By Addmore Chakurira
The year has not been easy for exporters at large on the back of a barrage of constraints such as an overvalued local currency, spiraling local costs and an unrealistic official exchange
Many exporting companies have complained bitterly about the uncompetitive exchange rate especially with relation to the government surrender value of $824 to US$1 with many viewing it as a tax on exports.
Are things really that bad for exporters? The local currency remains overvalued having appreciated by about 30% at the inception of the foreign currency auction system. From then to-date, the Zimbabwe dollar has only depreciated by about 34%.
Although the inflation rate is decelerating, we still remain in a hyper inflationary environment. Due to the unrealistic blend rate, most exports have become less competitive.
Local costs have continued to skyrocket with no meaningful re-rating in the exchange rate. Export margins have come down although it is generally agreed that businesses should be run on volume growth as opposed to margin expansion. However, the margins being enjoyed by most exporters – below 10% – are not sustainable and there is a great risk that margins will continue to shrink as the Zimbabwe dollar remains overvalued and punitive local costs continue to wreck havoc on many business models.
While there have been initiatives to boost exports, it is generally difficult for most Zimbabwean companies to access prepayments considering the perceived country risk and that the export markets are quite competitive. That said, ongoing efforts to pull the economy out of the woods should be commended although there is still need for more to achieve a turnaround.
If the situation does not change, exports of manufactured products could come under severe pressure.
There has been an upsurge in international commodity prices which generally applies across the board, encompassing base metals, minor metals, precious metals and “soft” commodities. Unfortunately, Zimbabwe is not benefiting much from the current commodities boom mainly as a result of capacity underutilisation.
The continued rise in the dollar prices of many commodities have been more than counter-balanced by the overvalued local currency. It is generally agreed that the overvalued Zimbabwe dollar is preventing the external windfall from generating an upswing in the economy. There are fears that the commodity boom might recede due to the rising world oil prices.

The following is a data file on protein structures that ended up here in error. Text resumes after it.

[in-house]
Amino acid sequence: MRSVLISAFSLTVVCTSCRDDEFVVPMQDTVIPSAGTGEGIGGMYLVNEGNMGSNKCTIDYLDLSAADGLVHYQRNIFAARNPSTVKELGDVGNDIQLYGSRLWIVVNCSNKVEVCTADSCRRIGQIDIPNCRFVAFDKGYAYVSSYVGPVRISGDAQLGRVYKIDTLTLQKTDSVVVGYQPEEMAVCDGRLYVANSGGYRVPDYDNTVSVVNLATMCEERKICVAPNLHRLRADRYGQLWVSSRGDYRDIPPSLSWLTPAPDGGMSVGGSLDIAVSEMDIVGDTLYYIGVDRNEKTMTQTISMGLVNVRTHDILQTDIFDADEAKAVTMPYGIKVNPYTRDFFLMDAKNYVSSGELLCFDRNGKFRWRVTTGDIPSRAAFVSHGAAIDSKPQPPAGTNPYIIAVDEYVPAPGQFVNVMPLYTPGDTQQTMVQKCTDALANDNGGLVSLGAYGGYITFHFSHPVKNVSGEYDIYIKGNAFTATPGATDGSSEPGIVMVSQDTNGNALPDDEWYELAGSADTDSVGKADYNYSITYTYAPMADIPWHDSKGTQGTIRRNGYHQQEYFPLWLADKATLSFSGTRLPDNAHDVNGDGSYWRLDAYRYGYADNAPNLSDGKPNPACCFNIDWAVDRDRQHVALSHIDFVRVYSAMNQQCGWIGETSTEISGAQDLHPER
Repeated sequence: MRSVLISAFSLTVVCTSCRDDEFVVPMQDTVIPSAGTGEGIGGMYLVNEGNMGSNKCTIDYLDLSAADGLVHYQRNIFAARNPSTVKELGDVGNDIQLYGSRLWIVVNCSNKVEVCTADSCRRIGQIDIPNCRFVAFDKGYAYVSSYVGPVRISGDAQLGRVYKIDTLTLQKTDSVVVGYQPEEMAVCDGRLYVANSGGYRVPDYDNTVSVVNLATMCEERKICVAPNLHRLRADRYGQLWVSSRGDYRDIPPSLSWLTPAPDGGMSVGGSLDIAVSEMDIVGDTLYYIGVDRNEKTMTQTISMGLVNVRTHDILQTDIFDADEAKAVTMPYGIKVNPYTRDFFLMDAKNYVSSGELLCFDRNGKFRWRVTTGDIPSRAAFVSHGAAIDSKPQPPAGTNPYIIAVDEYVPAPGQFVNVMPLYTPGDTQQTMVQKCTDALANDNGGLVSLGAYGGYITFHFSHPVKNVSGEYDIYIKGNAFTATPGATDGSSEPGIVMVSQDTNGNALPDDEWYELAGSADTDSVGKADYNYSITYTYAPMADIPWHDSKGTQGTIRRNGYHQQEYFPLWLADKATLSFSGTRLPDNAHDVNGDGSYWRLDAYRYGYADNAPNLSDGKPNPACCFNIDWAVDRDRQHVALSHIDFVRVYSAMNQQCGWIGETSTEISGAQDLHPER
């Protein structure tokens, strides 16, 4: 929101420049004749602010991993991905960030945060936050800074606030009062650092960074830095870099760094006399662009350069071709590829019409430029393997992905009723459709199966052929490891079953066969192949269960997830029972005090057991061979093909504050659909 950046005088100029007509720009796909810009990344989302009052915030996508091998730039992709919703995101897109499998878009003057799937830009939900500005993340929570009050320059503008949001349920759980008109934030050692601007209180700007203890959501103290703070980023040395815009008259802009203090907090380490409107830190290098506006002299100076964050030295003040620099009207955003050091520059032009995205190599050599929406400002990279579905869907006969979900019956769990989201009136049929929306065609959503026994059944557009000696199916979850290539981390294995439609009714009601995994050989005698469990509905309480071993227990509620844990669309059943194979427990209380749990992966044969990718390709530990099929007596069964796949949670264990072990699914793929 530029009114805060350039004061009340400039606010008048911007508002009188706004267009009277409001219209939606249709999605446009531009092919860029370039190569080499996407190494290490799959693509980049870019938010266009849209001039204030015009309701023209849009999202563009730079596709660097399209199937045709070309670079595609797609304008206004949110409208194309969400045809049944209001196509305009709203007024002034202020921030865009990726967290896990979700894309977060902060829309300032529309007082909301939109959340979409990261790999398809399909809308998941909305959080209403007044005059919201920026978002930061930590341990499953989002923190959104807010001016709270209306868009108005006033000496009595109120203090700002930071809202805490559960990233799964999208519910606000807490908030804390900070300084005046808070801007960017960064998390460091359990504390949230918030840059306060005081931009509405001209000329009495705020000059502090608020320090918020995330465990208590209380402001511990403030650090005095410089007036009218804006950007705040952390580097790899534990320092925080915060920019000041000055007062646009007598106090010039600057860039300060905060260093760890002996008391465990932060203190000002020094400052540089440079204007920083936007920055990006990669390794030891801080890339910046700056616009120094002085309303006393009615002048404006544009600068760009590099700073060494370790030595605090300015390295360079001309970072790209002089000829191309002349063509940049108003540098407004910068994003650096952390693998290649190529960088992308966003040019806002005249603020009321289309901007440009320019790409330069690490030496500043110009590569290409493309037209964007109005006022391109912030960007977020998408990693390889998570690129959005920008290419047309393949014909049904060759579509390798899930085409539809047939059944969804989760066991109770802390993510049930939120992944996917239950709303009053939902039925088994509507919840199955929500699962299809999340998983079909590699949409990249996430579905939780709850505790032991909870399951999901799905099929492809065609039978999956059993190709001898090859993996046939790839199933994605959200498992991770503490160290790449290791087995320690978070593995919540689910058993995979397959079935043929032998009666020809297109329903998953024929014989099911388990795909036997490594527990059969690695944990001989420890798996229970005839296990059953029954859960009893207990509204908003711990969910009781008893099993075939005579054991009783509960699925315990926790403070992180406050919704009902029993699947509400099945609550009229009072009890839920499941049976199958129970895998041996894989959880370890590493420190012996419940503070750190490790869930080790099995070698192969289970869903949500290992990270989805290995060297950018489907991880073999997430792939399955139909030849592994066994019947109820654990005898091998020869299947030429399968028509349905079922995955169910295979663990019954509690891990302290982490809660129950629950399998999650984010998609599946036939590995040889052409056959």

Zimbabwe will suffer as export receipts will decline in dollar terms because the country’s exports are mainly commodity-based with agriculture being the backbone of the economy. The inherent instability of commodity prices could have an even bigger impact on fluctuations in export earnings.
In the medium-term it appears as if the commodity price boom is rolling on unabated and, indeed, seems to be accelerating. Rising export receipts from commodities will boost the position on the current account of the balance of payments and there might be an increase in foreign direct investment flows relating to new mining ventures.
Is the oil price surge a threat to commodity boom? Over the past two years world oil prices have been rising, underpinned by the strong world growth and attendant rapid oil demand growth, limited spare capacity and ongoing geopolitical tensions.
There are fears that any further increases in international oil prices would bite the world economy by reducing the purchasing power of consumers and raising business costs, slowing down global economic growth rates. This would dampen the recent buoyancy in international commodity prices, however, it is not guaranteed that the prices of metals and minerals would stop rising, given the huge expansions taking place in China.
Slower global growth would negatively affect Zimbabwean exports, which are still struggling to recover.
Having said that, all hope is not lost for Zimbabwe as there are investment opportunities, which might arise. There is a possibility that a natural gas-fuel refinery could be built as such potential investments become more attractive with sustained high global oil prices.
For instance, in South Africa, Sasol plans to build a plant which would convert 400 000 tonnes of soyabeans a year into 80 000 tonnes of diesel fuel. There are possibilities of opening a natural gas pipeline with gas deposits in the Lupane area. If the gas deposits were large enough such an investment would become more attractive with high oil prices. A sustained rise in international oil prices would, therefore, potentially furnish Zimbabwe with new opportunities to increase its self-sufficiency in respect of oil supplies.
This could strengthen its balance of payments position and reduce its vulnerability to increases in international oil prices. More reliance on alternative energy sources could also benefit the coal mining industry. What is more, upward pressure on oil prices could furnish added incentives for the government to introduce tax incentives for bio-fuels production to attract investment and expand the renewable energy sector in Zimbabwe.
*Information contained herein has been derived from sources believed to be reliable but is not guaranteed as to its accuracy and does not purport to be a complete analysis of the security, company or industry involved. Any opinions expressed reflect the current judgement of the author(s), and do not necessarily reflect the opinion of Sagit Financial Holdings Ltd or any of its subsidiaries and affiliates. The opinions presented are subject to change without notice. Neither Sagit Financial Holdings nor its subsidiaries/affiliates accept any responsibility for liabilities arising from the use of this article or its contents.